Bid to ban ex- mayor running pub “a joke” says cabinet member  

Cabinet member describes as a 'joke' bid to remove Aigars Balsevics

Former mayor and Fenland Council cabinet member Steve Tierney (right) criticised the (failed) attempt by Fenland Council to remove last year's mayor Cllr Aigars Balsevics as tenant of the Angel public house. - Credit: Archant

A court ruled that banning former Wisbech mayor Aigars Balsevics from running the Angel public house in Wisbech for Covid-19 breaches was too severe.  

“It is in our view disproportionate to remove him from any managerial/supervisory nexus from the Angel,” magistrates said in upholding an appeal by Elgoods.  

Another former Wisbech mayor Cllr Steve Tierney and cabinet member of Fenland Council, posted to a Facebook forum that he felt the decision was “absolutely fair”. 

He said the original result delivered by Fenland Council “was a joke, way, way over the top as the courts have now confirmed.  

“Fine and suspension suitable punishment”. 

Cllr Balsevics has previously paid a £1,000 fixed notice penalty for breaching Covid-19 regulations on Christmas Eve.   

Cambridgeshire magistrates noted that the “failings of the 24th of December” - when multiple breaches of Covid regulations occurred – were limited to just the one night.  

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“We have heard in evidence, which we accept, that Mr Balsevics has invested in a 10-year tenancy from Elgoods in respect of the Angel, a public house that has many supporters in the local community,” magistrates ruled.  

“To require him to be tenant with his hands tied behind his back so to speak is impractical and unrealistic.” 

The court’s findings came after an appeal against the licensing committee of Fenland District Council which stripped Cllr Balsevics, who was mayor of Wisbech when the breaches were committed, of his right to run the pub.  

Magistrates threw out the main plank of the committee’s decision.  

They did, however, insist he be no longer be the designated premises supervisor (DPS) and is removed from the licence.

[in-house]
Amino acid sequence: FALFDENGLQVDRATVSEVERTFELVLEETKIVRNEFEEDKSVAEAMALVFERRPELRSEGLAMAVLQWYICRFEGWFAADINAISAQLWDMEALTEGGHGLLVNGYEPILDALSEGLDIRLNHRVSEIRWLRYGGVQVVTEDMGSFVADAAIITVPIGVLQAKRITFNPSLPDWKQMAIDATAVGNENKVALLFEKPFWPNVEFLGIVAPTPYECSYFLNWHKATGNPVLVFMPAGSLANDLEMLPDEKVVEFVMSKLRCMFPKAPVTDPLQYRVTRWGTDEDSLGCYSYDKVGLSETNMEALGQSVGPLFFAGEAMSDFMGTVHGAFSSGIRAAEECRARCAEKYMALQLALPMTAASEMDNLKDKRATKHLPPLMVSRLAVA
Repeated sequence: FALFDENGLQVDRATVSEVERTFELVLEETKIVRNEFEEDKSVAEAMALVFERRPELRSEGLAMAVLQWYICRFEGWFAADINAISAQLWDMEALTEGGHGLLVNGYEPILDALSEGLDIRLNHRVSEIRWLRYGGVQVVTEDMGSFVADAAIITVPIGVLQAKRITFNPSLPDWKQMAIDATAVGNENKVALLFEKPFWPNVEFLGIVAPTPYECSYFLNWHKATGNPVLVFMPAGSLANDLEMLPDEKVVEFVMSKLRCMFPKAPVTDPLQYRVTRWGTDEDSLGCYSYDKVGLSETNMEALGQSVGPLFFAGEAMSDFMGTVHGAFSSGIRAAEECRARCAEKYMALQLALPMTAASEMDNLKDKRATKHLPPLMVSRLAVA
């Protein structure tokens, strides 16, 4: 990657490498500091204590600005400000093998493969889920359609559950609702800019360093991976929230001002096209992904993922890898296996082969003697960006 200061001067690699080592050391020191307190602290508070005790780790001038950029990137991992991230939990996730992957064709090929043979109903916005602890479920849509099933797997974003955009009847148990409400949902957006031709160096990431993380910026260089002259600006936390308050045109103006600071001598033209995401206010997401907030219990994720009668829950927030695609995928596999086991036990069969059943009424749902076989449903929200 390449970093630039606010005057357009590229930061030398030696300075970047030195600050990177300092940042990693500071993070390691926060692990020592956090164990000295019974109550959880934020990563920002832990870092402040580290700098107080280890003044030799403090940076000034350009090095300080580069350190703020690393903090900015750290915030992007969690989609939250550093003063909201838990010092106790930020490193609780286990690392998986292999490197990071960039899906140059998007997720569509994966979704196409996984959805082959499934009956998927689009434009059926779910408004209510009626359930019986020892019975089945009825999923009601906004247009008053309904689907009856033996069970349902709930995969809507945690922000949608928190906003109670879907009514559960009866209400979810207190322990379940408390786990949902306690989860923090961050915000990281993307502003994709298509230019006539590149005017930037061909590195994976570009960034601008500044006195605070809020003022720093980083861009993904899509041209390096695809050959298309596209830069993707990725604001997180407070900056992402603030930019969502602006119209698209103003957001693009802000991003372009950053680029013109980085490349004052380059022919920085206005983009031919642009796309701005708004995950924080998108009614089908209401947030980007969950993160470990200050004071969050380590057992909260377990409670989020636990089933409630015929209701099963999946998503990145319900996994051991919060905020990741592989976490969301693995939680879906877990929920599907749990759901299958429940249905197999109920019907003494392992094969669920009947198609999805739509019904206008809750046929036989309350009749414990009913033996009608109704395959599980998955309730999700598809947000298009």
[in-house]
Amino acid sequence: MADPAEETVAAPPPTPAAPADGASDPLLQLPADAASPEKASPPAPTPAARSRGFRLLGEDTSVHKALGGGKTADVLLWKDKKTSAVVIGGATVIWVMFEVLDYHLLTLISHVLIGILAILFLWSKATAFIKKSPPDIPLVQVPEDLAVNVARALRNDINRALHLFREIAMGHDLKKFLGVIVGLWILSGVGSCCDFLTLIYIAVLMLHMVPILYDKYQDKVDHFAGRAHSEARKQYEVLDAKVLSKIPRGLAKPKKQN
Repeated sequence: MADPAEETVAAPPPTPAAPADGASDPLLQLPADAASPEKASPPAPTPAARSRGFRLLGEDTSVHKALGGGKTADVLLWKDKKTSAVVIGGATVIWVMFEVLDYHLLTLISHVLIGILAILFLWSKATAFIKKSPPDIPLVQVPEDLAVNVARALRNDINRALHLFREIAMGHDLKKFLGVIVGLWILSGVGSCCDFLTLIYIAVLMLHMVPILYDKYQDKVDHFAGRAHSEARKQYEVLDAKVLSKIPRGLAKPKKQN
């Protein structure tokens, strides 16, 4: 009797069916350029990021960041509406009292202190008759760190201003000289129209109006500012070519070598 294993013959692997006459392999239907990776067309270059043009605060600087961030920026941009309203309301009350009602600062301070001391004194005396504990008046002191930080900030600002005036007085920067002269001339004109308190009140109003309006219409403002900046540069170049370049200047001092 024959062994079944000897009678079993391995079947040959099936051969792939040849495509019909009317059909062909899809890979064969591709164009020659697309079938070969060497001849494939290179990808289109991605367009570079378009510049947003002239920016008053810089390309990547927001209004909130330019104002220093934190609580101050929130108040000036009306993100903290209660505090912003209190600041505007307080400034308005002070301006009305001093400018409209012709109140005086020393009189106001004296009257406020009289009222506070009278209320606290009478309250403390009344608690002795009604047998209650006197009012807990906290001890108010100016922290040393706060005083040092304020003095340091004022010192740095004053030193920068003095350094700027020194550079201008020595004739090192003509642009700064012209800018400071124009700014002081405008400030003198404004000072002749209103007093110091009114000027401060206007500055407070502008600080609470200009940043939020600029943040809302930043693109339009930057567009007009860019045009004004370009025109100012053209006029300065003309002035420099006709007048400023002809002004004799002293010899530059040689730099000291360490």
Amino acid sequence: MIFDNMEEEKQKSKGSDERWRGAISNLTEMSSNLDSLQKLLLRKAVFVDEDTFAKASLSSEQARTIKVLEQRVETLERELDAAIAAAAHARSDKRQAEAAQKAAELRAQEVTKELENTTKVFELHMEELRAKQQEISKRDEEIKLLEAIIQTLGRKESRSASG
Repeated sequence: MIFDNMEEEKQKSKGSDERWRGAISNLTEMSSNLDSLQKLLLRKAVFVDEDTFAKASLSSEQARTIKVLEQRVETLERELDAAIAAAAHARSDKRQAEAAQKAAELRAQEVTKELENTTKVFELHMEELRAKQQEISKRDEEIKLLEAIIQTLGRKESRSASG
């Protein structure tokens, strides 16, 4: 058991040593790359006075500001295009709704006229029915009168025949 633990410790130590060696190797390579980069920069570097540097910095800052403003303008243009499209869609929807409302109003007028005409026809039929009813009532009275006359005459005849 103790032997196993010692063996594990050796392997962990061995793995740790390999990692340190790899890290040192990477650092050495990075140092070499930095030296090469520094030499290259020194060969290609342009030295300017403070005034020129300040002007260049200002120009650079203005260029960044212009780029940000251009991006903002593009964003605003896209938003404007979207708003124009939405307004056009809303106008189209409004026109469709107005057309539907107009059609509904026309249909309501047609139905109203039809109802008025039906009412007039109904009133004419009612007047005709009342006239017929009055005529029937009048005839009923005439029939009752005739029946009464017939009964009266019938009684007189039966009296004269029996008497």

They also lowered a three-month licence suspension to 28 days.  

But crucially, they lifted a Fenland Council order that had removed his “managerial and/or supervisory” role at the Angel. 

Magistrates said that “much was made in evidence of the fact that the DPS is DPS at two other local public houses, that have traded without incident.  

“In our view, this point cuts both ways – it demonstrates that the DPS does have the necessary knowledge to run a public house appropriately, but it throws his failure to do so on the 24th into sharper contrast.  

“We note that the DPS in evidence before this court acknowledged that events on the 24th were not as they should have been, but were disappointed by his attitude that he could not do more with just himself and the staff he had on duty.  

“In our view, a DPS of his experience should have anticipated that on the eve of a national lockdown, a Christmas Eve at that when many of his patrons are from Eastern European communities for whom that date is of particular significance, patrons would want to frequent the Angel for a last ‘hurrah’”.  

Magistrates said Elgoods had suggested during the appeal that “there is a political aspect to the treatment of the Angel public house and in particular its DPS.   

“It is suggested that he is a known local figure, being a local councillor and at the time of the trading complained of mayor of the town of Wisbech where the public house is situated, and that opinion within the council is divided as to his standing.   

“This court is at pains to emphasise that our decision is unable to, does not wish to, nor is required to assess if this is so.” 

They added that “it is perfectly possible to assess the facts of the 24th, the decision of the licensing sub-committee and the evidence before us now and reach our own decision.   

“To do otherwise would be not only unhelpful but in our view ultra vires.”. 

Fenland Council licensing committee also removed him as DPS at the Angel and suspended the pub’s premises licence for three months.  

“There was little or no safeguarding for employees and customers,” was the verdict of the committee.   

“The motive behind this blatant disregard can only be for profit.”  

During the original hearing, the licensing committee heard evidence of customers, staff and the mayor “mingling/mixing freely and on many occasions seen having physical contact with each other”.